Ethel Churchill/Chapter 97

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We might have been!—these are but common words,
    And yet they make the sum of life's bewailing;
They are the echo of those finer chords,
    Whose music life deplores when unavailing,—
                                    We might have been!

Alas! how different from what we are,
    Had we but known the bitter path before us!
But feelings, hopes, and fancies, left afar,
    What in the wide, bleak world can e'er restore us?—
                                    We might have been!

It is now a fortnight since I have seen him! How often have I wished that he had been of our party here; and yet but for this absence, I should never have had his letters; I should never have known him as I now do. What a world of thought and of feeling have they not revealed! Till now, I never did him justice. I have sometimes thought him, in conversation, too merely amusing; too ready to laugh at enthusiasm,—at what is most true and generous in our nature. How wrong I was! wit, with him, was only the sparkle of the waters which hide precious things in the depths below. I can enter into the sensitiveness which is fain to keep that which it prizes most dearly, hidden from a cold and mocking world. I enter completely into his scorn of our present state of society, so false, so mean; and yet I was scarcely prepared for this dark misanthropy, which dissects so unsparingly, and throws its cold, searching light, into all the miserable retreats of our small vanities and absurd pretensions.

How false we are, how unkind! I do not find that I can quite force myself to follow in the track of his glorious aspirations for the future, but how I respect him for the belief! Will the time ever come, when men will feel that the mind and the heart must work in concert, and that we must look around and afar for our happiness; that our great mistake has been, the narrow circle to which we are content to limit good? Alas! there is a weight upon my spirits; my wings are of wax, they melt in the effort that would seek the heavens. But much of this originates in my own peculiar position: it is a hard one, and a false one!

I love Sir George Kingston; love him with all that is most tender in my feelings, most generous in my thoughts. I could be happy only to know his happiness. Had we met in earlier years, my existence would at once have found its object; there would not have been this perpetual struggle between myself and my circumstances. Too late do I find that affection is woman's only element; to love, to look up, is her destiny; and, if unfulfilled, nothing can supply its place. Life has no real business for her beyond the sweet beating of her own heart dwelling in the shadow of another's. She may crowd her days with gaiety, variety, and what are called amusements; she will do so only to find their insufficiency. She needs the strength of duty, and the interest of affection. But I—I tremble at my happiness! my life is a struggle with my feelings and my circumstances! Sometimes I wish that I had never seen him, and then I have not courage to deny myself what has been such an unutterable source of enjoyment.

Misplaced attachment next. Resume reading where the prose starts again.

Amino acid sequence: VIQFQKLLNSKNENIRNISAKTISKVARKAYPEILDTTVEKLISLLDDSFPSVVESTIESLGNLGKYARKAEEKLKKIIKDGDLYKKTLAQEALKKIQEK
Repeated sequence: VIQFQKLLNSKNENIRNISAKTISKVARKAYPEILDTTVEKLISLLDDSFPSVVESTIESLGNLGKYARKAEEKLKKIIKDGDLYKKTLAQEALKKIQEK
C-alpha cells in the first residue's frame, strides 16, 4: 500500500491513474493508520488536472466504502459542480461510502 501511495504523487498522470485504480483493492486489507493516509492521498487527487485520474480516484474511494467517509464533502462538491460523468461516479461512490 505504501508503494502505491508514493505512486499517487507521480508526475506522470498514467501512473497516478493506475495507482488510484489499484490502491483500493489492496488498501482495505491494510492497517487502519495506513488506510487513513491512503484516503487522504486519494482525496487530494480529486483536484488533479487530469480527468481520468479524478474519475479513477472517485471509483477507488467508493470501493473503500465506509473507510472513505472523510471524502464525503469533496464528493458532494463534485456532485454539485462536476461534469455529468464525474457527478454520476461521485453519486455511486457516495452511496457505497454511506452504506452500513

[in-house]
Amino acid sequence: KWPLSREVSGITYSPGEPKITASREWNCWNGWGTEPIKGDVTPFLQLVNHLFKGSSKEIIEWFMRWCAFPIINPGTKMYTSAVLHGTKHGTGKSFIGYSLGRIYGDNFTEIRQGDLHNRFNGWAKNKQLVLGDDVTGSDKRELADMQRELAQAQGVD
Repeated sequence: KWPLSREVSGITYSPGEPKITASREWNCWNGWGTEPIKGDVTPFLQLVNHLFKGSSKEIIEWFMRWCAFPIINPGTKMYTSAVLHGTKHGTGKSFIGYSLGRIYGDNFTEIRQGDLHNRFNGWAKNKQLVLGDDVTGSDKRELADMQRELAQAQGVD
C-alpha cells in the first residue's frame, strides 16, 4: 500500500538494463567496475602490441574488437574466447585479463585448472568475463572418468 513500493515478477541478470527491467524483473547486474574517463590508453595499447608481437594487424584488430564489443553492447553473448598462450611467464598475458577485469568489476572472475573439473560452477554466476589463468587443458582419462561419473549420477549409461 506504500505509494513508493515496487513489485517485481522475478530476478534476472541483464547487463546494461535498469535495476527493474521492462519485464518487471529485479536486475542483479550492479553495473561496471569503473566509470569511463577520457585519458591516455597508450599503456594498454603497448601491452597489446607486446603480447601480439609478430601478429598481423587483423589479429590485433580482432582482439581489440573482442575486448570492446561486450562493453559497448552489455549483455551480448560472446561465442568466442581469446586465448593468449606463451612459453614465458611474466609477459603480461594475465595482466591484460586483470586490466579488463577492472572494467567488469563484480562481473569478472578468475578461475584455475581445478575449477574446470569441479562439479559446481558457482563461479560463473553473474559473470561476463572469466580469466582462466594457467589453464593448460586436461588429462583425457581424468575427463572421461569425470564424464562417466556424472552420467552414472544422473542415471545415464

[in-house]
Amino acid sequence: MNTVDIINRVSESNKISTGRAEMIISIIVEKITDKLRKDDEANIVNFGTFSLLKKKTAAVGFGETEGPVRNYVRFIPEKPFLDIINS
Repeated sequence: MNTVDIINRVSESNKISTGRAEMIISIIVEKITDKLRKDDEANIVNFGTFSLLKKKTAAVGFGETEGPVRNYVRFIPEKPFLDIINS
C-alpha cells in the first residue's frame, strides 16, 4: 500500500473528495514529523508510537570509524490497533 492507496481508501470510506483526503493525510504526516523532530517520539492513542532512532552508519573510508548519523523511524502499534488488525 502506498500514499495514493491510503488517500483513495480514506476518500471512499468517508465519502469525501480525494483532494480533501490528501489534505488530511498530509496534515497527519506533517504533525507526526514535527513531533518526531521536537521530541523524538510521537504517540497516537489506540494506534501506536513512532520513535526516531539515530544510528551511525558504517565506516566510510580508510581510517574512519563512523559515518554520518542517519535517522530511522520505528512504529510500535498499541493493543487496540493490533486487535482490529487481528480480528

It is strange, but I love him best in his absence! then my imagination creates all that it wishes; all that I admire in him grows the richer for memory's setting: then I can imagine an existence that enables me to show my utter devotion without a fault. I start back with sudden horror, when I remember what even he may think of me. The love which should be my pride, the dearest hope which earth can raise to heaven, to me is degradation and misery. The deceit that I practise towards Lord Marchmont sinks me to his own level. I despise him: alas! I should rather despise myself.

She flung the pen down, and began to pace the room with those hurried steps which so often indicate the troubled mind, the inward suffering—fear, mingled with remorse: there was, unconfessed even to herself, a still and hushed dread that the worst was yet to come. Lady Marchmont already began to shrink from the future.